Treatment Options

If you have been diagnosed with chronic sinusitis and are not responding well to medication, you may be a candidate for Balloon Sinuplasty™. While traditional surgery can include the removal of bone or tissue from the nose, Balloon Sinuplasty™ uses a balloon catheter to gently open blocked sinuses.

Balloon Sinuplasty™ utilizes a small, flexible balloon that is placed in the nose and into the sinuses. When the balloon is inflated, it expands blocked sinus passageways, restoring normal drainage.

While results can vary by individual, more than 96 percent of patients reported that their sinus infection symptoms had stopped or improved.

Benefits of using this technology to treat chronic sinusitis symptoms include:

  • Minimally invasive – The technology uses small, soft, flexible devices that enter entirely through the nostrils.
  • Reduced bleeding – In many instances, no tissue or bone is removed.
  • Improved recovery time – The procedure is typically used in an outpatient setting, and many people can return to normal activities within 24 hours.
  • Possibility for future treatment options – The technology may be used with other medical therapies or sinus surgery. It does not limit future treatment options if you have progressive disease.

Endoscopic surgery may be needed when medicine has failed to improve or cure chronic sinusitis. Patients often experience chronic, repeated sinus infections because of an obstruction blocking the flow of mucus from their sinuses or because of another health problem. Surgery can remove blockages and make the sinus openings bigger which helps the sinuses drain, preventing future infections. Endoscopic sinus surgery is highly effective for treating sinus conditions and improves symptoms in about 90 out of 100 patients.

Endoscopic Sinus Surgery with Surgical Instruments

Sinus surgery aims to clear blocked sinuses and restore normal sinus drainage. In endoscopic sinus surgery, an endoscope is inserted into the nose, providing the doctor with an inside view of the sinuses. Surgical instruments are inserted into the sinuses alongside the endoscope, thereby allowing the doctor to remove small amounts of bone or other material blocking the sinus openings and growths (polyps) of the mucous membrane.

Surgery is most successful when it is used along with medication and home treatment to prevent future sinus infections. A second surgery and future sinus infections may be avoided if antibiotics are taken to prevent reinfection.

What are the benefits of endoscopic sinus surgery with surgical instruments?
Endoscopic sinus surgery offers more benefits to patients than traditional, more invasive sinus surgeries:

  • Less Scarring
    This procedure does not leave as much visible scarring as traditional sinus surgery because all the cutting is done endoscopically.
  • Affordability
    Because this procedure requires a shorter hospital stay (if any) than traditional surgery it is much less expensive.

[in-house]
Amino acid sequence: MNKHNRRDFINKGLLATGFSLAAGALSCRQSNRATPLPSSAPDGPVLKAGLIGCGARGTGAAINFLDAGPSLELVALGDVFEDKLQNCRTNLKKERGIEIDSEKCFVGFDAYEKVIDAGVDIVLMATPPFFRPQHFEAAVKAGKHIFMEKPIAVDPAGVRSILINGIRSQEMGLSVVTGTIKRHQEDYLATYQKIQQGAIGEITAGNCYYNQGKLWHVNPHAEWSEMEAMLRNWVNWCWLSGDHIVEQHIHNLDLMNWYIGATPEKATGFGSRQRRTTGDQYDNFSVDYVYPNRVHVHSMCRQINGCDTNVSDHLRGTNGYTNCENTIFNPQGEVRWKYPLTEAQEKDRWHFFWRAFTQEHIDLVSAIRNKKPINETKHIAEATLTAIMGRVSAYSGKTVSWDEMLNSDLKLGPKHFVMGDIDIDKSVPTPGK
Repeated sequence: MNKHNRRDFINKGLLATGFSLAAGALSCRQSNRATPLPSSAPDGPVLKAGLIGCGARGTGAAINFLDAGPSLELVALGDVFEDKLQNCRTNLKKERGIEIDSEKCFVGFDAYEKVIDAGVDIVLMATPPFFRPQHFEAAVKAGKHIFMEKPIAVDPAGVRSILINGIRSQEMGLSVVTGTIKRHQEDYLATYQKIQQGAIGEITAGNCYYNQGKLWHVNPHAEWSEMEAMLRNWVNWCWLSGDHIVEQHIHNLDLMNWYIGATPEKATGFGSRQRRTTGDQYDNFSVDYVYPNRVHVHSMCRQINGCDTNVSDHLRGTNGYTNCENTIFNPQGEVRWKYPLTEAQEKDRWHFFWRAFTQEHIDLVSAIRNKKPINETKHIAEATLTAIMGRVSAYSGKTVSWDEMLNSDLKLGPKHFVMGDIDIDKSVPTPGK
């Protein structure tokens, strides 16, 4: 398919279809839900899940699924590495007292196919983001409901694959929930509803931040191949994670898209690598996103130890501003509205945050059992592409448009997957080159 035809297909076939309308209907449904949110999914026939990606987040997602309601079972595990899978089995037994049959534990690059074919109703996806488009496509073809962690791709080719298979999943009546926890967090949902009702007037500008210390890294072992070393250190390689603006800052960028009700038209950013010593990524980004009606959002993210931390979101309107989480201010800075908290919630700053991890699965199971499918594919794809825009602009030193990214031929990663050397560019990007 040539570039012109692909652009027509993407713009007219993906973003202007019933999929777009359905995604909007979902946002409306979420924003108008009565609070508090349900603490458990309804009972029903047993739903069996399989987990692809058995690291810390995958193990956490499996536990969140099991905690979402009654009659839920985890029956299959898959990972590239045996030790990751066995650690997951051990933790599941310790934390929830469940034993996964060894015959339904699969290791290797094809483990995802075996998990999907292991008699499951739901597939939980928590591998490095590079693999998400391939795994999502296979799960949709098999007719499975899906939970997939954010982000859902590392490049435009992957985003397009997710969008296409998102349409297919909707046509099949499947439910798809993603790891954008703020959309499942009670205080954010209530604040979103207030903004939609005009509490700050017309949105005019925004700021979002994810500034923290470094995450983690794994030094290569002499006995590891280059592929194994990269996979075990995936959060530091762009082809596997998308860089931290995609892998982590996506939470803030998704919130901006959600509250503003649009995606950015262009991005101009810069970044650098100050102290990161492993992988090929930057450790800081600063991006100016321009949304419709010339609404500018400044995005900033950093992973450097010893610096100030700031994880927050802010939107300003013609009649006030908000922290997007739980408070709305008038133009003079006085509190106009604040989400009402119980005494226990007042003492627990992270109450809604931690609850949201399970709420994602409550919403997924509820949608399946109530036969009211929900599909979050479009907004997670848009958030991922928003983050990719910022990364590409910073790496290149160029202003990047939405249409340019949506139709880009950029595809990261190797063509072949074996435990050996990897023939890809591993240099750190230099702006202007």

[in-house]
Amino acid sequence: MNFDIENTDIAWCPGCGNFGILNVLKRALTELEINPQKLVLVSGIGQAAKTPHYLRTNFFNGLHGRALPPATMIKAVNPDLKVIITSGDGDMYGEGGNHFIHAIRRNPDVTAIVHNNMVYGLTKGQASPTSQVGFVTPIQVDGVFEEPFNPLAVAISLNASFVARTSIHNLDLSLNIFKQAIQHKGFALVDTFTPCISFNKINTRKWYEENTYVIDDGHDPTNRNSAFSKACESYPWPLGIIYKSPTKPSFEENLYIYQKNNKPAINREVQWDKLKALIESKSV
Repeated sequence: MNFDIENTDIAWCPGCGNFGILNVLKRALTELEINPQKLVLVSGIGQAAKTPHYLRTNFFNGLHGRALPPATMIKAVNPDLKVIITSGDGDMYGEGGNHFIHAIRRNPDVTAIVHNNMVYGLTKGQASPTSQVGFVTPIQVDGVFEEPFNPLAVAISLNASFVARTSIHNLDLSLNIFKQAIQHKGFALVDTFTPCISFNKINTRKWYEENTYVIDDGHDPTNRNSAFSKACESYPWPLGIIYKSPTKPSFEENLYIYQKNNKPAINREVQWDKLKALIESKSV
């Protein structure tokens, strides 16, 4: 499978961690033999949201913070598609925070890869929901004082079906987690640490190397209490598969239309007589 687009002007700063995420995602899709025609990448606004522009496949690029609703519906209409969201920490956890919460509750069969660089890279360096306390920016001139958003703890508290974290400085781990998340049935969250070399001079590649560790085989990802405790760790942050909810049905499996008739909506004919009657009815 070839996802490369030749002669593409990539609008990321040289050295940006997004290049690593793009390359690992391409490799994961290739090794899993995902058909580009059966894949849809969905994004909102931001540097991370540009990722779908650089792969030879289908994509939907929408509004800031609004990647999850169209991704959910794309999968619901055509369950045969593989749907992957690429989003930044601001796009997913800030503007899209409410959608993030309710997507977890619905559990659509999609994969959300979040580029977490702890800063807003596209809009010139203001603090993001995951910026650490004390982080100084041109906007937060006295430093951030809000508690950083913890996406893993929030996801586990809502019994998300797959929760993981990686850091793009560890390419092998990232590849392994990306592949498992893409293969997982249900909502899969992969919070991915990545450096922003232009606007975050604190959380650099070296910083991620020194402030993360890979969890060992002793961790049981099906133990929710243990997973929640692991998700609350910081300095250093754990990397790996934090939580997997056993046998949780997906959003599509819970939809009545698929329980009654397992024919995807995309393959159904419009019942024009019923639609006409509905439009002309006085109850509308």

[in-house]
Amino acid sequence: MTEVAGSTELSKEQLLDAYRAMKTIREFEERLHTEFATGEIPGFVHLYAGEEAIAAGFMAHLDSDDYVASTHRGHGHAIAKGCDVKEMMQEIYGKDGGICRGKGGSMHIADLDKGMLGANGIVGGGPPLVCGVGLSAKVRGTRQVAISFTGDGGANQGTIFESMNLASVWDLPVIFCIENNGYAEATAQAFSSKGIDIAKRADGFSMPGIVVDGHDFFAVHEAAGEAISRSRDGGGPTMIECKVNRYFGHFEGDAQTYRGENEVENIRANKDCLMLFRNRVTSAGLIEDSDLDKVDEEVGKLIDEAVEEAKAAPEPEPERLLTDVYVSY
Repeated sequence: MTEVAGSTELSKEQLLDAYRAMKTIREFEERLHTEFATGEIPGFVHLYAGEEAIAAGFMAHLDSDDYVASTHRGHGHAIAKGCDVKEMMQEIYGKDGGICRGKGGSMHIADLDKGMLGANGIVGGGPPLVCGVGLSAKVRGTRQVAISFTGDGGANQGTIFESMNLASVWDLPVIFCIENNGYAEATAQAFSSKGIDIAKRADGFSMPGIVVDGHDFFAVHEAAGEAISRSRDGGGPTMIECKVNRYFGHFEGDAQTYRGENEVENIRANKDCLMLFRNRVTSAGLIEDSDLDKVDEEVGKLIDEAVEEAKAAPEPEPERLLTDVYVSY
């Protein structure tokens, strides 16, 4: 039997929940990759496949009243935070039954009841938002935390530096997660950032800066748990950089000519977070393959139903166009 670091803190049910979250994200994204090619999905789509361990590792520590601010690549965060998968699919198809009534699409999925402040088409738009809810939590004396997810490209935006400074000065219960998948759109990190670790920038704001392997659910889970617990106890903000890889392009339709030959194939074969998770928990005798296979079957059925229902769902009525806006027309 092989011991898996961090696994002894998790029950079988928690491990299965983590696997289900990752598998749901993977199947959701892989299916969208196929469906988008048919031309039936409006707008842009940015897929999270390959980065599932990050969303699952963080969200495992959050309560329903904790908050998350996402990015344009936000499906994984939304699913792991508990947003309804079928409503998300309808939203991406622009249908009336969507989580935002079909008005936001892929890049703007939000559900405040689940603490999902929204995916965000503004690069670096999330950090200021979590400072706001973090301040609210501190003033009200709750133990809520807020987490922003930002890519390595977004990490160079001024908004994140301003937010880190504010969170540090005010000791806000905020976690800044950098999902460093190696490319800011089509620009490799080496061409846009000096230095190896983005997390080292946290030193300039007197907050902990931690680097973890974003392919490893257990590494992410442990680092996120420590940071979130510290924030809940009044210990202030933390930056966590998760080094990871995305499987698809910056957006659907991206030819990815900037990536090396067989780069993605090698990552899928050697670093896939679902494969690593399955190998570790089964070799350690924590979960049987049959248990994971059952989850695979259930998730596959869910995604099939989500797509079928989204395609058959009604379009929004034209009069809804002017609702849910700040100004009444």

• Faster Recovery
    Patients can fully recover from endoscopic sinus surgery within a matter of weeks.

What should I expect of the surgery? 
This sinus surgery is done in a hospital under either local or general anesthesia. Because the procedure removes bone and tissue, minor discomfort and bleeding are common during the first two weeks after surgery. Weekly visits to the surgeon may be necessary for several weeks after the surgery to remove dried blood, scabs and mucus.

Recovery also may involve:

  • Taking antibiotics.
  • Using a nasal spray containing a steroid or taking an oral steroid to reduce inflammation.
  • Using saltwater washes (saline nasal lavage or irrigation) to keep the nasal passages moist and clean.
  • Avoiding activities such as blowing the nose, exercising strenuously, and bending forward for a few days.
  • Using a humidifier to keep room air moist, especially in the bedroom.

Packing the sinuses is usually not required. As with any surgery, there are always some risks involved. But endoscopic sinus surgery is very safe when performed by an experienced surgeon who has special training with endoscopic surgical techniques.

Sinus surgery does not always completely eliminate sinusitis, and some patients may need a second operation. More advanced allergy treatment might be required beyond steroids and antihistamines.

Sinusitis is an infection or inflammation of the lining of the sinus cavities, hollow spaces in your cheeks and around your eyes. Sinusitis causes pressure and pain in your head and face and can significantly impact your physical, functional and emotional quality of life. With chronic sinusitis, the infection or inflammation does not completely go away for eight weeks or more.

The same viruses that cause the common cold cause most cases of sinusitis. When the lining of the sinus cavities gets inflamed from a viral infection like a cold, it swells. This is viral sinusitis. The swelling can block the normal drainage of fluid from the sinuses into the nose and throat. If the fluid cannot drain and builds up over time, bacteria or fungi (plural of fungus) may start to grow in it. These bacterial or fungal infections can cause more swelling and pain. They are more likely to last longer, get worse with time, and become chronic.

Nasal allergies or other problems that block the nasal passages, like malformed bone structure or blockage by nasal cysts or polyps, also allow fluid to build up in the sinuses and can lead to sinusitis.

Symptoms of sinusitis:

  • Facial pain
  • Pressure
  • Headaches
  • Nasal congestion
  • Difficulty breathing
  • Loss of taste or smell

If you experience recurrent sinus infections that don't seem to get better with medication, you could be a candidate for Endoscopic Sinus Surgery or Balloon Sinuplasty.

 

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